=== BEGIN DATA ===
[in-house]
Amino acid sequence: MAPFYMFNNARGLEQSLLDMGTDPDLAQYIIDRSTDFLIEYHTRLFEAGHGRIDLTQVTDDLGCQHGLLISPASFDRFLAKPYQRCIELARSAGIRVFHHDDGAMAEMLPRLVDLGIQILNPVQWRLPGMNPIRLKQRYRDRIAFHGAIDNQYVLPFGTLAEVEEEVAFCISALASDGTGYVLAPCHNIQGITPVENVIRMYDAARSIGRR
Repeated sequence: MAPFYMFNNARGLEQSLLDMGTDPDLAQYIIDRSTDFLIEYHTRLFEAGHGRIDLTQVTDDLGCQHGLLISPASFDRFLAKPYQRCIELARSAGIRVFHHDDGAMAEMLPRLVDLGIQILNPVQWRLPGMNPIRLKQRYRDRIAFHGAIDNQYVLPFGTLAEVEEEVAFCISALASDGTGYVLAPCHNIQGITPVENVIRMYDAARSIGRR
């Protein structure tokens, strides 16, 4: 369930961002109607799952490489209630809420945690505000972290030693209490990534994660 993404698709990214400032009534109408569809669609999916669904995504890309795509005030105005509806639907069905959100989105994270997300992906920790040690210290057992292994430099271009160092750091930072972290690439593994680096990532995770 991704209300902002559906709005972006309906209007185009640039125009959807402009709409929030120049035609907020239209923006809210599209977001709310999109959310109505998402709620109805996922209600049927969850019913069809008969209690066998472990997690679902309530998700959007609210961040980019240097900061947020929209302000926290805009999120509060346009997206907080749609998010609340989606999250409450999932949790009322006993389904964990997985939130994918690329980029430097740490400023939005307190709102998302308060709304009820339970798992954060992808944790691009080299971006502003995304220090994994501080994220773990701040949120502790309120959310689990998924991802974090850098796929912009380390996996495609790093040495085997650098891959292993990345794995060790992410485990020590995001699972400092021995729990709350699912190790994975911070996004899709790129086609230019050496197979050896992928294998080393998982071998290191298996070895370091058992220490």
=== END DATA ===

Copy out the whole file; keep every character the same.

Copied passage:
[in-house]
Amino acid sequence: MAPFYMFNNARGLEQSLLDMGTDPDLAQYIIDRSTDFLIEYHTRLFEAGHGRIDLTQVTDDLGCQHGLLISPASFDRFLAKPYQRCIELARSAGIRVFHHDDGAMAEMLPRLVDLGIQILNPVQWRLPGMNPIRLKQRYRDRIAFHGAIDNQYVLPFGTLAEVEEEVAFCISALASDGTGYVLAPCHNIQGITPVENVIRMYDAARSIGRR
Repeated sequence: MAPFYMFNNARGLEQSLLDMGTDPDLAQYIIDRSTDFLIEYHTRLFEAGHGRIDLTQVTDDLGCQHGLLISPASFDRFLAKPYQRCIELARSAGIRVFHHDDGAMAEMLPRLVDLGIQILNPVQWRLPGMNPIRLKQRYRDRIAFHGAIDNQYVLPFGTLAEVEEEVAFCISALASDGTGYVLAPCHNIQGITPVENVIRMYDAARSIGRR
């Protein structure tokens, strides 16, 4: 369930961002109607799952490489209630809420945690505000972290030693209490990534994660 993404698709990214400032009534109408569809669609999916669904995504890309795509005030105005509806639907069905959100989105994270997300992906920790040690210290057992292994430099271009160092750091930072972290690439593994680096990532995770 991704209300902002559906709005972006309906209007185009640039125009959807402009709409929030120049035609907020239209923006809210599209977001709310999109959310109505998402709620109805996922209600049927969850019913069809008969209690066998472990997690679902309530998700959007609210961040980019240097900061947020929209302000926290805009999120509060346009997206907080749609998010609340989606999250409450999932949790009322006993389904964990997985939130994918690329980029430097740490400023939005307190709102998302308060709304009820339970798992954060992808944790691009080299971006502003995304220090994994501080994220773990701040949120502790309120959310689990998924991802974090850098796929912009380390996996495609790093040495085997650098891959292993990345794995060790992410485990020590995001699972400092021995729990709350699912190790994975911070996004899709790129086609230019050496197979050896992928294998080393998982071998290191298996070895370091058992220490």